I am thinking about the relationship between sample mean and variance in an example. If we want to look at the average goals per month for a soccer team. And we have mean and variance of goals for each month. Now we find average goals per match is higher if goals per match in a month variates a lot. Is the high correlation between mean and variance defined by math, or it deserved to explore.

It may indicate that some part of the team is impacting the number of goals. For example the strategy, the team may have a rotation on players. So substitutes have no goals in first 2 matches, and starting lineup have extremely high goals after well rest. In this case, mean would be greater than having starting 11 players on every match and getting really tired.

Further, if we add samples variance to the nonlinear model to predict mean, dose the variance provides a unique contribution to the model, or it is more of a self-learning?

  • $\begingroup$ I believe the reason you see a larger mean when you have larger variance is because goals per match is always non-negative. You probably also see a lot of 0 and 1's. I imagine if you were looking at mode/median there would be a much smaller effect if any on those values when increasing the variance. Keep in mind that an average is sensitive to outliers. $\endgroup$ – M Waz Aug 16 at 19:27
  • $\begingroup$ Right, thanks for the answer Waz! But goals one is just an example. What I am facing is a positive but normally distributed sample, removing z score>2. So the mean is in good quality. $\endgroup$ – Liangliang Huang Aug 16 at 20:40

As goals scored in soccer matches are typically rare events, you might want to consider your data as coming from Poisson distributions. If so, then the variance in terms of goals per match will be equal to the average number of goals per match. Any changes in strategies, player health, opponent strength, and so on that affect the average number of goals per match from month to month would then necessarily also affect the variance.

If your variances are higher than corresponding means then a negative binomial distribution might be a better fit. But even then the variance will tend to increase with the mean values.

So your observation of a high correlation between mean and variance in soccer scores has a solid mathematical basis.


For data distributed normally, the mean and variance are independent. The PDF is parameterized by both values, which you can tweak to your heart's content.

For other distributions, the mean and variance are related. Let's consider the exponential distribution, which has PDF $f(x\vert\lambda) = \lambda e^{-\lambda x}$.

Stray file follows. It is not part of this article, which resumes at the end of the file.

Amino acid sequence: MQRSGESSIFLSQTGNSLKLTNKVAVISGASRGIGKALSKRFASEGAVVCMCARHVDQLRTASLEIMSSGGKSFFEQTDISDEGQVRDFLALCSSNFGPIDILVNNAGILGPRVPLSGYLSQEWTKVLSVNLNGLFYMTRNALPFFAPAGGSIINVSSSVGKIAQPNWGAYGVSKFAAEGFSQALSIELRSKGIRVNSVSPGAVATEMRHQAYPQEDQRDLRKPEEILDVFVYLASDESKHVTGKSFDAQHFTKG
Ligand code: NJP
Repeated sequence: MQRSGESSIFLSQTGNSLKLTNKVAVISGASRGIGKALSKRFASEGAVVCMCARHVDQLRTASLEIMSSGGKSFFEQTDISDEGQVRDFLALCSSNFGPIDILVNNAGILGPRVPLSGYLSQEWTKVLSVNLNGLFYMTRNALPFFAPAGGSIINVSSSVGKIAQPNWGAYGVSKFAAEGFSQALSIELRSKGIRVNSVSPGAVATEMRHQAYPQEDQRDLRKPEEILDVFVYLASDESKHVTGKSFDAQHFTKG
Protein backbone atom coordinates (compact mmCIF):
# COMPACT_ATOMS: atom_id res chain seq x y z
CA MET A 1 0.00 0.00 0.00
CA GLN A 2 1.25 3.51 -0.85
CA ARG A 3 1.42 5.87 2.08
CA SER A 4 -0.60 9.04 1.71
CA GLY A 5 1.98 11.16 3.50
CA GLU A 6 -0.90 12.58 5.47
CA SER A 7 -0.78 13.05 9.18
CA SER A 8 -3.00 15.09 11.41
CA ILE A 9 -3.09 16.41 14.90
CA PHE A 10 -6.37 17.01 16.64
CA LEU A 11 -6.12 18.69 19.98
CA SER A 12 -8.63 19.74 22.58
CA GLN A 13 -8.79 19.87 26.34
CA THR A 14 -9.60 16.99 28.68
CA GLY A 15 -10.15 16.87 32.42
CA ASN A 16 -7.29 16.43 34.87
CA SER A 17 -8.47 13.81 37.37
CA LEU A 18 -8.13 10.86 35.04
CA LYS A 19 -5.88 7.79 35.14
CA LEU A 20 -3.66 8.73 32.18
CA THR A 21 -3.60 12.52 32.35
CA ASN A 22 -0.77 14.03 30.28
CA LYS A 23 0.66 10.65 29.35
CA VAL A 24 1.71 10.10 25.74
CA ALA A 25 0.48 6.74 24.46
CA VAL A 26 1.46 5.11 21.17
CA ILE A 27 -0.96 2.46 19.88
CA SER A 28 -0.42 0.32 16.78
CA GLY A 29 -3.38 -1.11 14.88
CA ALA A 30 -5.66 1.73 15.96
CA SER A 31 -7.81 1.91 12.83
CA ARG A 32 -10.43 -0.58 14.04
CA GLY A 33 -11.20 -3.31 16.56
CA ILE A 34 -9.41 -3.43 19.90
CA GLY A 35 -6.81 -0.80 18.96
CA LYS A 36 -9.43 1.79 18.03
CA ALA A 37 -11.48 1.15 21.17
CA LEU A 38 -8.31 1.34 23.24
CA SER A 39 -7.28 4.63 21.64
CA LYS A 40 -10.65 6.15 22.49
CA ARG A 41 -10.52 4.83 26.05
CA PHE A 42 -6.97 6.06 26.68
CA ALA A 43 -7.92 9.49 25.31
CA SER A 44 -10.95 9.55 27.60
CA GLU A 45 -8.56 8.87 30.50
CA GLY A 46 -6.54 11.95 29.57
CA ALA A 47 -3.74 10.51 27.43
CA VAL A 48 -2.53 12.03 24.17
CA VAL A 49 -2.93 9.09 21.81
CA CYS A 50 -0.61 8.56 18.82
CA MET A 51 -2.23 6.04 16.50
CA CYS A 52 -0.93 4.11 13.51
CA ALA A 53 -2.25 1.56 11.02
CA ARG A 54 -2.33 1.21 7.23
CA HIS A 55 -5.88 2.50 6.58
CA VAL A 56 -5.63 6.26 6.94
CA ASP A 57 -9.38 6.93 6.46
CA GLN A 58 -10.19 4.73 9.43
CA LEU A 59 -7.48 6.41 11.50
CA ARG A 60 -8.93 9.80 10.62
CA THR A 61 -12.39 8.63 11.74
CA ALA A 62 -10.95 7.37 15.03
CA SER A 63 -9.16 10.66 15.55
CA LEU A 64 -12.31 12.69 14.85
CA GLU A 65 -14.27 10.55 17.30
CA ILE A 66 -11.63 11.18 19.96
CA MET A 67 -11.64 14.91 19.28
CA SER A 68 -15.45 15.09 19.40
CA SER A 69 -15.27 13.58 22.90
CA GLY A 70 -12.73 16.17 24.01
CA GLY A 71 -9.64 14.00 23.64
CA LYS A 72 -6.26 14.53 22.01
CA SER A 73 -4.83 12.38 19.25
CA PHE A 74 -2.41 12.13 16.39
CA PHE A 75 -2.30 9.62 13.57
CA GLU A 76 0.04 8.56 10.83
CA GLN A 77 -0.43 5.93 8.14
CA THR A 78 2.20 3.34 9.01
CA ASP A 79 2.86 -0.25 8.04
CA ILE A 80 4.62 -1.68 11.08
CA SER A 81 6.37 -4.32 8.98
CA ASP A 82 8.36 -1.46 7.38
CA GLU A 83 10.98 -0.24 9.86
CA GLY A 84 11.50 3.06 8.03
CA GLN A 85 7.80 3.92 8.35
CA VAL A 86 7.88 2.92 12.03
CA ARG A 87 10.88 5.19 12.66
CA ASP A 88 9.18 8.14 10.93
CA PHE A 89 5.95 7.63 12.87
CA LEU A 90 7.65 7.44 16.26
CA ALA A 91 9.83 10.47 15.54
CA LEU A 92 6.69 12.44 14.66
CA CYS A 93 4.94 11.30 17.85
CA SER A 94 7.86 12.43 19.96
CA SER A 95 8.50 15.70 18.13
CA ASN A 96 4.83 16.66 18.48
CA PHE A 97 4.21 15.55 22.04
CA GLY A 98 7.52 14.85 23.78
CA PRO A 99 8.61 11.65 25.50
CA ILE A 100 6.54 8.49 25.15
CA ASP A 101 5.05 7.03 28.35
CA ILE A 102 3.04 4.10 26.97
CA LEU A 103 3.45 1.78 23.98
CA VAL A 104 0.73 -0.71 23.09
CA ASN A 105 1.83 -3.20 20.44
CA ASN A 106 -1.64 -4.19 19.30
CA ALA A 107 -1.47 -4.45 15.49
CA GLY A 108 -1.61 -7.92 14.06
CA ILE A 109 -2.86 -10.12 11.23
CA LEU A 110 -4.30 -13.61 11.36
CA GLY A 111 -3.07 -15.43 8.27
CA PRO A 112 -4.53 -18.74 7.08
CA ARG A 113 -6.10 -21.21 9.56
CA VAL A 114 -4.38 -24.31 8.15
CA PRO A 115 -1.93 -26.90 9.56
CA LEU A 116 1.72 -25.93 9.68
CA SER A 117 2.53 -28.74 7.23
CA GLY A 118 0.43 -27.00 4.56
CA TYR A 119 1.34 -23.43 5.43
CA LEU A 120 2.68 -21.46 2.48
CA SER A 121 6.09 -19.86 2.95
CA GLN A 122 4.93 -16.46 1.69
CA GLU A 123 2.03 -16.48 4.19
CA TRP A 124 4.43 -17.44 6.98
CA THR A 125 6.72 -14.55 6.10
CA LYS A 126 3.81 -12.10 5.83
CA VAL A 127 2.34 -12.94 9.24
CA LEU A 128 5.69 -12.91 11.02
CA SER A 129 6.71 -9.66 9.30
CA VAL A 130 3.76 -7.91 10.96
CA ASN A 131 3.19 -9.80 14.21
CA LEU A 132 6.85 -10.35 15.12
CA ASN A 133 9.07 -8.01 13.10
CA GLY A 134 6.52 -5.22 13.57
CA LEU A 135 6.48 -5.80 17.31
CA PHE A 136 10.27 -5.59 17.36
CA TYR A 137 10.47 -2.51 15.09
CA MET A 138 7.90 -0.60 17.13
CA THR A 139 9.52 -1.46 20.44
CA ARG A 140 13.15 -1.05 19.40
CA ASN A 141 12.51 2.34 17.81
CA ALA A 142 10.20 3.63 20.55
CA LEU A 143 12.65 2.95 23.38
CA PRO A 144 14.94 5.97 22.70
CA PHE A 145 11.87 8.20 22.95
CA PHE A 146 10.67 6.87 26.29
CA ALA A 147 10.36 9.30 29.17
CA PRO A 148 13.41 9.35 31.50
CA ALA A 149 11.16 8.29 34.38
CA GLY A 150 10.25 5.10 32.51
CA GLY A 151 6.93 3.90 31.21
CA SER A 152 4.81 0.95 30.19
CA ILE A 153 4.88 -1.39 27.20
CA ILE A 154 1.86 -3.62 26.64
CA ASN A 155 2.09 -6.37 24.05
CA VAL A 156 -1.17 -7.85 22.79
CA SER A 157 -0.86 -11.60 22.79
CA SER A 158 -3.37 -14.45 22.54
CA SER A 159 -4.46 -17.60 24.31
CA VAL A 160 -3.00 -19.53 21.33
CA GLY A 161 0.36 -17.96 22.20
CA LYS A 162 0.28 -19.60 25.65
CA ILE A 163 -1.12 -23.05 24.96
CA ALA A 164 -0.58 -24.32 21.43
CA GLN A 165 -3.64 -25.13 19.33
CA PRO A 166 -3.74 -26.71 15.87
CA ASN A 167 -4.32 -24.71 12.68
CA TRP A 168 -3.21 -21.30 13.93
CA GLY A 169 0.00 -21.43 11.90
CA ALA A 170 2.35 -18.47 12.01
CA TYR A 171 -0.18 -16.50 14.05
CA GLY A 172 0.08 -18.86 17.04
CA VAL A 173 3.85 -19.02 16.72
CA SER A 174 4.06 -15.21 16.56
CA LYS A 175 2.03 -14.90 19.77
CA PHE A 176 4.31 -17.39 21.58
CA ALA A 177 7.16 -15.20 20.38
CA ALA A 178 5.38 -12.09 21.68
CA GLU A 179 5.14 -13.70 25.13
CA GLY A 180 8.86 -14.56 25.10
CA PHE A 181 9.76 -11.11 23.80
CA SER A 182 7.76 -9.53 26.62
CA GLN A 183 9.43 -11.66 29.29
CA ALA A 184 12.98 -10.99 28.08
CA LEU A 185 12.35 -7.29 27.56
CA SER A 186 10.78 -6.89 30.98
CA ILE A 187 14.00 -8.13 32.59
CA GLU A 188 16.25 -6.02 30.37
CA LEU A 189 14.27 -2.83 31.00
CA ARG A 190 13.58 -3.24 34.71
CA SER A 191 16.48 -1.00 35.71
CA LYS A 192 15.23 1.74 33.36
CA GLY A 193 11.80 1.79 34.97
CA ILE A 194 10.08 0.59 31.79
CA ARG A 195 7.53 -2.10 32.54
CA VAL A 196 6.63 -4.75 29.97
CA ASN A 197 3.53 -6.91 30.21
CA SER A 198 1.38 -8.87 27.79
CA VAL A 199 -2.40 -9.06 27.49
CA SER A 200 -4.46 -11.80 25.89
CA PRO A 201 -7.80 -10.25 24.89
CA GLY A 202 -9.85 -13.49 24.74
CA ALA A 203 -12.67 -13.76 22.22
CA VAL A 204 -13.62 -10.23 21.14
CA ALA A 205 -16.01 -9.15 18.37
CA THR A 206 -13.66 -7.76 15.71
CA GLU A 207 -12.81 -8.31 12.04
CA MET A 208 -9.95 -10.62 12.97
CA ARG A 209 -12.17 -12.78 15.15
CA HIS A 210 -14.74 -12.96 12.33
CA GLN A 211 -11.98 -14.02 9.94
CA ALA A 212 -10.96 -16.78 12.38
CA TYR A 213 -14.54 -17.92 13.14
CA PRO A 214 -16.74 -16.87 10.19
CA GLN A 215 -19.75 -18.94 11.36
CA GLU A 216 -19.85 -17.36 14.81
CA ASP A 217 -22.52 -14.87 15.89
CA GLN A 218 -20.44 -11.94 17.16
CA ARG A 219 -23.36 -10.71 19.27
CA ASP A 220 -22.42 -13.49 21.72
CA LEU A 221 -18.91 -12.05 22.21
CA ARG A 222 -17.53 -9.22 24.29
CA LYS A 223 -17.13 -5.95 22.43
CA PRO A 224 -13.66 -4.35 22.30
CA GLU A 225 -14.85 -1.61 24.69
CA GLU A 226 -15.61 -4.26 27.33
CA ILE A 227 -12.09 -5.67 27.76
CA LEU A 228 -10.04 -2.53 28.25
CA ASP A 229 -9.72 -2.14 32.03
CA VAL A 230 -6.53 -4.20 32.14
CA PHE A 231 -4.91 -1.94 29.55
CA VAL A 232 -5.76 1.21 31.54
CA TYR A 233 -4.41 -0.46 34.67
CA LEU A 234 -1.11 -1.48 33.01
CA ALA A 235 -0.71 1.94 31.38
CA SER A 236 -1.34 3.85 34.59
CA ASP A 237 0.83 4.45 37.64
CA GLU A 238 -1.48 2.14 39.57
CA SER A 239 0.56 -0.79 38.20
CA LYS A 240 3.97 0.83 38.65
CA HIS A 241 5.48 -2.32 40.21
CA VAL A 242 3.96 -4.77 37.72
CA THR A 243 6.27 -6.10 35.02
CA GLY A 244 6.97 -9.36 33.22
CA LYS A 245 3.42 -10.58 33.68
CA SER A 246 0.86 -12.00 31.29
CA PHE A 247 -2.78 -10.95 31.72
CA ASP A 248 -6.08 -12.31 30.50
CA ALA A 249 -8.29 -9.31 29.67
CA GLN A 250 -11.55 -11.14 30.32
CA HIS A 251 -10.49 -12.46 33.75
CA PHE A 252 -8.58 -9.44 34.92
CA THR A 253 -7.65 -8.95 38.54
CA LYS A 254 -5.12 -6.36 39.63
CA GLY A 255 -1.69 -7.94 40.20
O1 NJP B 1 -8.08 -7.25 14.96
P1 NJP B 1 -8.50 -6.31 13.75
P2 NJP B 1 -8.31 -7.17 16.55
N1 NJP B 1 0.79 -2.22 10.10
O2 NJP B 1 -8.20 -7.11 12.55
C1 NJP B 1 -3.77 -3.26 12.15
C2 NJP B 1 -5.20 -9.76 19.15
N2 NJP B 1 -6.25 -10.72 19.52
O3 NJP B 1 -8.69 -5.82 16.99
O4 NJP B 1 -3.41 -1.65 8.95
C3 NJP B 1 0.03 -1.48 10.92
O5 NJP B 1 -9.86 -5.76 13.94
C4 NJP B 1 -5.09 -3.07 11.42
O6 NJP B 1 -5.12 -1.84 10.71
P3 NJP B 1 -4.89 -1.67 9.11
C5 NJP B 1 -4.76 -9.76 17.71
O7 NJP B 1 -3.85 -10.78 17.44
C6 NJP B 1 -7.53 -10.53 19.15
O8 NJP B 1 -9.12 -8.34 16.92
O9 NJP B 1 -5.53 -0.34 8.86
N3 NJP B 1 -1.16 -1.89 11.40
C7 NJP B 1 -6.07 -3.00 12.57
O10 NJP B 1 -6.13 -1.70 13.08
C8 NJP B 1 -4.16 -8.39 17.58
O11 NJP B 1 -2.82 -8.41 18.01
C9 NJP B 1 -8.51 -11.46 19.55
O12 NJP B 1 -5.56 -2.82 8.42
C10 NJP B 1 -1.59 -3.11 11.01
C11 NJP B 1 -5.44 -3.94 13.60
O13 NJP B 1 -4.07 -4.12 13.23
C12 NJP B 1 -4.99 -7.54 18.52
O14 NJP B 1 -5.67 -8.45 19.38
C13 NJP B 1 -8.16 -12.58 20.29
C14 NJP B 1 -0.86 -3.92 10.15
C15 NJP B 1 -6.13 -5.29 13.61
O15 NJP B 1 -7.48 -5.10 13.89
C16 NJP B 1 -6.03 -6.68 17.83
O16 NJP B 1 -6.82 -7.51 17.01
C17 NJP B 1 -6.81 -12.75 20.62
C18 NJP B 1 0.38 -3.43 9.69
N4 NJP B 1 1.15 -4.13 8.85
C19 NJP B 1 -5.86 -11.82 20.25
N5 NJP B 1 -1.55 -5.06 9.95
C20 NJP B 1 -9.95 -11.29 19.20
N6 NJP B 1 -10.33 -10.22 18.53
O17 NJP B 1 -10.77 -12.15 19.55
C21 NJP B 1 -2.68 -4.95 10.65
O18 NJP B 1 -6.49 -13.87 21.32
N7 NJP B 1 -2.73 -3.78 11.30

$$\mu_{f} = \dfrac{1}{\lambda}$$

$$\sigma^2_f = \dfrac{1}{\lambda^2}$$

There are mean-variance combinations that simply are not possible, even if the mean is possible and the variance is possible. For instance, we can have a mean of 1 when $\lambda=1$, but then $\lambda = 1$ and the variance cannot be $1/4$. Likewise, we can have a variance of $1/4$, but then $\lambda = 2$ and the mean cannot be one.

As Glen_b mentioned, something with counts may be more helpful for you. The Poisson distribution has an interesting property where the mean and variance are equal. There are mean-variance combinations that are impossible for Poisson-distributed data, and they're easy to predict (anything that isn't $(\lambda,\lambda), \lambda>0)$. So the mean and variance can be independent (normal) but don't have to be (exponential and Poisson).

  • $\begingroup$ This is reasonable as a general answer on the way variance may or may not be related to the mean but in this case the data are counts ("number of goals") and is necessarily non-negative, for example, so examples focusing on the variance-mean relationships in typical count-data and/or count-data models (e.g. negative binomial regression models) might be more directly useful to the OP. $\endgroup$ – Glen_b Aug 18 at 3:49
  • $\begingroup$ @Glen_b Do you have an example of a discrete distribution where the mean and variance are independent? $\endgroup$ – Dave Aug 18 at 4:11
  • $\begingroup$ I believe there isn't one; independence of those two statistics characterizes the normal; see Geary, R.C. (1936). 'The Distribution of "Student's" Ratio for Non-Normal Samples'. Supplement to the Journal of the Royal Statistical Society. 3 (2): 178–184. $\endgroup$ – Glen_b Aug 18 at 7:33
  • $\begingroup$ @Glen_b Maybe this warrants its own question, but how can that be for something like discrete (or continuous) uniform? I can center it wherever I want and scale it however I want. Knowing the first moment doesn't tell us anything about the second! $\endgroup$ – Dave Aug 18 at 15:39
  • $\begingroup$ You're talking about the population parameters there - over which you indeed have full control and can move one without changing the other. When it comes to the joint distribution of sample mean and sample variance, however, it's easy to see the dependence in the case of a uniform. I think I have a continuous uniform example in an answer here somewhere. (NB they are uncorrelated, but you can see the dependence) $\endgroup$ – Glen_b Aug 18 at 23:27

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